Migration Constraints and Disparate Responses to Changing Job Opportunities
Kalee E. Burns and Julie L. Hotchkiss
Working Paper 2019-01a
Revised May 2019
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Using the Current Population Survey between 1996 and 2018, this paper investigates the role constraints to migration might play in explaining racial/ethnic disparities in the labor market. The Delta Index of dissimilarity is used to illustrate a greater distributional mismatch between race/education specific workers and jobs among minorities relative to white non-Hispanics. Regression analysis then shows that this mismatch is consistent with minorities being less responsive to changes in the distribution of job opportunities. However, minorities are more responsive when the growing job opportunities are located in areas with greater same-racial/ethnic representation, suggesting that social constraints might play a role in the observed distributional mismatch. The analysis focuses on 25–54 year old men.
JEL classification: J61, J15, J18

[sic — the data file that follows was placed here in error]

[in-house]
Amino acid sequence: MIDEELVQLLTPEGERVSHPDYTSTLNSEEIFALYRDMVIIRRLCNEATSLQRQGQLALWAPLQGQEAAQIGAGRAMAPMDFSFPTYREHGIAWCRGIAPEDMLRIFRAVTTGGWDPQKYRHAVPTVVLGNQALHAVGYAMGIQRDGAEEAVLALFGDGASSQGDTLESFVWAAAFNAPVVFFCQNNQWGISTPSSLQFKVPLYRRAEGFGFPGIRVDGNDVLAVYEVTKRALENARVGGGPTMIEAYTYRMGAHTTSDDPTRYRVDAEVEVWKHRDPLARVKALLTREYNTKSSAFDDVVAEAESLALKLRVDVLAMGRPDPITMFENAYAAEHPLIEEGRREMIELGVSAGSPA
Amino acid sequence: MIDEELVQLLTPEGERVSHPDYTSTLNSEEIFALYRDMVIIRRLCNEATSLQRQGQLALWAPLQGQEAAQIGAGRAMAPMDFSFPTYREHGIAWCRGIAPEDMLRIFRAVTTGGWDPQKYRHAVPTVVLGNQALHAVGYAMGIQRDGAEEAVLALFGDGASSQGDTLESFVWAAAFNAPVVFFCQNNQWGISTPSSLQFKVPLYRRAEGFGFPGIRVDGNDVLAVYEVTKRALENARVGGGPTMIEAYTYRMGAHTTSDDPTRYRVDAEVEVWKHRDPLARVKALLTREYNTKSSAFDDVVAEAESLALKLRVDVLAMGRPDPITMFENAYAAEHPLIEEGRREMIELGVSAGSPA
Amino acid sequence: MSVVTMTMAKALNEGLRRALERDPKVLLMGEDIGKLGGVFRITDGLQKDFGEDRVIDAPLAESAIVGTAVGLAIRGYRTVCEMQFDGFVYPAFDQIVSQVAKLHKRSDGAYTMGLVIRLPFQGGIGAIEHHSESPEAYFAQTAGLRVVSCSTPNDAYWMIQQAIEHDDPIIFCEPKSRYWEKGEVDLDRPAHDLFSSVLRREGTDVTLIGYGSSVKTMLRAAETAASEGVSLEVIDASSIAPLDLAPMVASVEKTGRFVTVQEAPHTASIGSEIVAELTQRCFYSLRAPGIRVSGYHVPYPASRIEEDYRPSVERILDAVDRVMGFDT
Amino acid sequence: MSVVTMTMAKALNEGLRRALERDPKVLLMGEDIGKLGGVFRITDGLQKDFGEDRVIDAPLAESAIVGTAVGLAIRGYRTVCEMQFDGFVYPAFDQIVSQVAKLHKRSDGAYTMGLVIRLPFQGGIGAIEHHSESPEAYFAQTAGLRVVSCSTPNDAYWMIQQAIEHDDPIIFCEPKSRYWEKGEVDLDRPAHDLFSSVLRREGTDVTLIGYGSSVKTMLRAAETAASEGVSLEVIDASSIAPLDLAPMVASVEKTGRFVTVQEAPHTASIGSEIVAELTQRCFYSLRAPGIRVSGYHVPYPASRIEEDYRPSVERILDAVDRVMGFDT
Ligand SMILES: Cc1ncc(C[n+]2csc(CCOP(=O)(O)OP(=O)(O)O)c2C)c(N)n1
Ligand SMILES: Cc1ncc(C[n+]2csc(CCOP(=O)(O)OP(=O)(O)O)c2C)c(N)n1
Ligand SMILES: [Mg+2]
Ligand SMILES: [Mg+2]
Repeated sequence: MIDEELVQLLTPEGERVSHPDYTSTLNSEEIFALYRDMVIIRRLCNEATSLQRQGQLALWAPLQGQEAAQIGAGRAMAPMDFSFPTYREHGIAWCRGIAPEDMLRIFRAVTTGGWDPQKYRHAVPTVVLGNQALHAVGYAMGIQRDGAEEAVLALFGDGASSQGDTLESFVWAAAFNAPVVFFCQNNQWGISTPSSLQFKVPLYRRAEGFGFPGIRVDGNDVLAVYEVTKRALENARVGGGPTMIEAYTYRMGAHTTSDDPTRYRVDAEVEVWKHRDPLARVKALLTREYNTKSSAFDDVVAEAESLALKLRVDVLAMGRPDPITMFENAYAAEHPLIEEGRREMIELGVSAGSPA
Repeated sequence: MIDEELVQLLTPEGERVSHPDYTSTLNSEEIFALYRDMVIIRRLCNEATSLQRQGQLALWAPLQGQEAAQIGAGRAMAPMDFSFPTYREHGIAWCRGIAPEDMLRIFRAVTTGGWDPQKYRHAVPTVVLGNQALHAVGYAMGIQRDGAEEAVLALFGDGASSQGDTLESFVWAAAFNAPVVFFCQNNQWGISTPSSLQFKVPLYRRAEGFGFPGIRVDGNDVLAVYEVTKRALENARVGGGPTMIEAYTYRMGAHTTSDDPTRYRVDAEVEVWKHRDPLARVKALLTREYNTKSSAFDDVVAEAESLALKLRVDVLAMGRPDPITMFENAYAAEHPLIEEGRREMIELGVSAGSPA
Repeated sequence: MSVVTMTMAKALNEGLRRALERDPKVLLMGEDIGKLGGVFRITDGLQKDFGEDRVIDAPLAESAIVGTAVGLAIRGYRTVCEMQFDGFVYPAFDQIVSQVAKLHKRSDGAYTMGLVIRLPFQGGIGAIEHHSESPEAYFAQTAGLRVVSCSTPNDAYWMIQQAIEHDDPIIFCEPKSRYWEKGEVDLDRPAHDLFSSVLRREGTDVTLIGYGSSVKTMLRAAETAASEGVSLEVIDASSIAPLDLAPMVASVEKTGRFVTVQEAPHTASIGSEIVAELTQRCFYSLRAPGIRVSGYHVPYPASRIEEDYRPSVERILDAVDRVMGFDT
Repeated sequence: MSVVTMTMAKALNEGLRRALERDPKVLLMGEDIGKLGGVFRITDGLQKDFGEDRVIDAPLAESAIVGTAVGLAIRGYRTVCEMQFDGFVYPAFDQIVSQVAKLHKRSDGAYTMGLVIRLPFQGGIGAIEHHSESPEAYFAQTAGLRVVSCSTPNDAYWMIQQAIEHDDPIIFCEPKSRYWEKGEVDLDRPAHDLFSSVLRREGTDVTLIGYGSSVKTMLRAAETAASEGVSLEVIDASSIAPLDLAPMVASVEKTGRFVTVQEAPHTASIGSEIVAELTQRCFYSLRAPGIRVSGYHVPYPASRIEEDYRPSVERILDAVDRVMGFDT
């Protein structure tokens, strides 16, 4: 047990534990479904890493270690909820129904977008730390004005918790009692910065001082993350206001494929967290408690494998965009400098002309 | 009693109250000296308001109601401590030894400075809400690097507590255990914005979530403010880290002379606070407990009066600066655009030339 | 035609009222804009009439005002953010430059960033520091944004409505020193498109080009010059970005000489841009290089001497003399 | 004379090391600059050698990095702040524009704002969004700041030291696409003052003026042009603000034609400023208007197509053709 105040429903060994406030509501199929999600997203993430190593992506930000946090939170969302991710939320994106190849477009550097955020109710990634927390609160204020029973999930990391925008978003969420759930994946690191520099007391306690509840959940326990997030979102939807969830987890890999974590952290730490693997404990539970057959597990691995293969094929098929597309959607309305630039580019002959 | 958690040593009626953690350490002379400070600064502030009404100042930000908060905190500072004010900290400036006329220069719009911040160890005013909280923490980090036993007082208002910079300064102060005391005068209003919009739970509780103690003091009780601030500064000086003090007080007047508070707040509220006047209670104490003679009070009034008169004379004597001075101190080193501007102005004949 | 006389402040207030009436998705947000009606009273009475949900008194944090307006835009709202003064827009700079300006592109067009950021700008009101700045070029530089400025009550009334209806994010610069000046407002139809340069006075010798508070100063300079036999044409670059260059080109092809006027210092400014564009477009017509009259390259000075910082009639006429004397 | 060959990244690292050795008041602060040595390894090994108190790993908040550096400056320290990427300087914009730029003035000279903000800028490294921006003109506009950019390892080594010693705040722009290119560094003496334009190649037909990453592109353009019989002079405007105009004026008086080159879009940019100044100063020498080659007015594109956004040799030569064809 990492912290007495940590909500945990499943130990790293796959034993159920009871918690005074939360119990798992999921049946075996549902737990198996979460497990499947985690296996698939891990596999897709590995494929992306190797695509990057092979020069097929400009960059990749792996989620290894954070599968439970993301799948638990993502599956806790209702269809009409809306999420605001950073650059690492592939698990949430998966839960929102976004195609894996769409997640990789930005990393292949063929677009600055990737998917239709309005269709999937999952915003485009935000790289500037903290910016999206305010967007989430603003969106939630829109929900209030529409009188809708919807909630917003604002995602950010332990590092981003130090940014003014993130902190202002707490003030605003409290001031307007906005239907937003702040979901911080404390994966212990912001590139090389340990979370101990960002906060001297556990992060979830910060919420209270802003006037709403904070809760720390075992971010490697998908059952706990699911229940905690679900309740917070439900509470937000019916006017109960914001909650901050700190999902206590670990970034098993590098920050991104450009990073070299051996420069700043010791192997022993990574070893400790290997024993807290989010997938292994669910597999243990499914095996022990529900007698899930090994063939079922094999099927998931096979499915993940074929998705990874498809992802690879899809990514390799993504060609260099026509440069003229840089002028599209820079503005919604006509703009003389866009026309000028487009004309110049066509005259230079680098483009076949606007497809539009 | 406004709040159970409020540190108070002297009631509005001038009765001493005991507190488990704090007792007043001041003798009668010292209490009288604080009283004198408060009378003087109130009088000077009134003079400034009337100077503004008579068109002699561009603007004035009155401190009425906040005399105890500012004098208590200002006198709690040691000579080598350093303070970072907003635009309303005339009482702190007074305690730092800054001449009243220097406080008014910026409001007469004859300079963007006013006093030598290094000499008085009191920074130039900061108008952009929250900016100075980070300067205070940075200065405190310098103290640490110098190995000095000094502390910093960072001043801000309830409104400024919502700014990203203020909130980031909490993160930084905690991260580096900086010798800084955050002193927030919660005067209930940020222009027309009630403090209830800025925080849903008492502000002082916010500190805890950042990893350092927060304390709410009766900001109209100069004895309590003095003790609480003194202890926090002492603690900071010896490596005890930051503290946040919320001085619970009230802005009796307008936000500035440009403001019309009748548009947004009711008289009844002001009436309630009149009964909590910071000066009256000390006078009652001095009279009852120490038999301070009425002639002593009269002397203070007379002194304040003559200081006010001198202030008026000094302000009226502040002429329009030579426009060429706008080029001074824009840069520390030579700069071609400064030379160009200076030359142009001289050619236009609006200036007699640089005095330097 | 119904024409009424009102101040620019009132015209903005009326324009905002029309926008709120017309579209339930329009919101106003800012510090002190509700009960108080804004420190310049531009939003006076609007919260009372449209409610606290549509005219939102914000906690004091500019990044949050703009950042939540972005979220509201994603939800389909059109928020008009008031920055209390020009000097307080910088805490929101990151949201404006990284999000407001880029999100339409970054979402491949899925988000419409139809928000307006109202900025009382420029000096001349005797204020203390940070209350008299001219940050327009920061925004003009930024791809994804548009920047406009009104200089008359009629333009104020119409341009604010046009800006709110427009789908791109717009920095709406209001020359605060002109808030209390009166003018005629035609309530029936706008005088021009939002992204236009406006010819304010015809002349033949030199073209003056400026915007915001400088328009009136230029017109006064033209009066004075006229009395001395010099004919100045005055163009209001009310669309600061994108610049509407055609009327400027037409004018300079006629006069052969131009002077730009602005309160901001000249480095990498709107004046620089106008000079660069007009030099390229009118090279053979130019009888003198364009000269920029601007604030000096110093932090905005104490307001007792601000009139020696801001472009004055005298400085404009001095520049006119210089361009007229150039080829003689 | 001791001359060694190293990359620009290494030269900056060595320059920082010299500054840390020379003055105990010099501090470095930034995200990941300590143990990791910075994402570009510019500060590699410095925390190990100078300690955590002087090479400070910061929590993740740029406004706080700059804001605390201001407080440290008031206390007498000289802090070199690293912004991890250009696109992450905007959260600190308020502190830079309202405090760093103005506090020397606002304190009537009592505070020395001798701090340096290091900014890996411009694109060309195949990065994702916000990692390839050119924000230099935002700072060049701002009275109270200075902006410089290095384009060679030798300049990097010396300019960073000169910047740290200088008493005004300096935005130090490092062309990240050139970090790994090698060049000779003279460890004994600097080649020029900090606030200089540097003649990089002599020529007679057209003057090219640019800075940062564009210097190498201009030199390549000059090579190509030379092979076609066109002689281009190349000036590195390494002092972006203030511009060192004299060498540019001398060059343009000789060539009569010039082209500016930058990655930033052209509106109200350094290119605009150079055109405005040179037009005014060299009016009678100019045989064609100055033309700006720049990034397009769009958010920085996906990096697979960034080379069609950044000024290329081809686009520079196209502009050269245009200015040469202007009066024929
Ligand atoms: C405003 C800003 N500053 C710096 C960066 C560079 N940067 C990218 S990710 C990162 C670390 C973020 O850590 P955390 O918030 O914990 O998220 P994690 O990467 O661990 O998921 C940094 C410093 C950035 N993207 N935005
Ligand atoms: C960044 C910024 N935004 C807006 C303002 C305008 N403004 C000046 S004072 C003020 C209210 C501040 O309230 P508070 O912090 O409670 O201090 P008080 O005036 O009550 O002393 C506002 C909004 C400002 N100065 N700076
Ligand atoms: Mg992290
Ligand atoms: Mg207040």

Key words: racial labor market disparities, migration costs, Delta Index, social costs, place-based, people-based, mismatch
Research assistance from Ellyn Terry is much appreciated, and the authors thank David Altig, Stuart Andreason, Melissa Banzhaf, Benjamin Griffy, Jordan Herring, Osborne Jackson, Christos Makridis, Brent Meyer, Tom Mroz, Melinda Pitts, John Robertson, and participants of the economics seminar series at Lafayette College, the Federal Reserve System Regional Economics conference, and the FRBR Brownbag series for helpful comments and suggestions. The views expressed here are those of the authors and not necessarily those of the Federal Reserve Bank of Atlanta or the Federal Reserve System. Any remaining errors are the authors’ responsibility.
Please address questions regarding content to Kalee E. Burns, Georgia State University and Federal Reserve Bank of Atlanta, Department of Economics, Andrew Young School of Policy Studies, P.O. Box 3992, Atlanta, GA 30302-3992, email@example.com, or Julie L. Hotchkiss (contact author), Research Department, Federal Reserve Bank of Atlanta, 1000 Peachtree Street, NE, Atlanta, GA 30309-4470, firstname.lastname@example.org, 404-498-8198.
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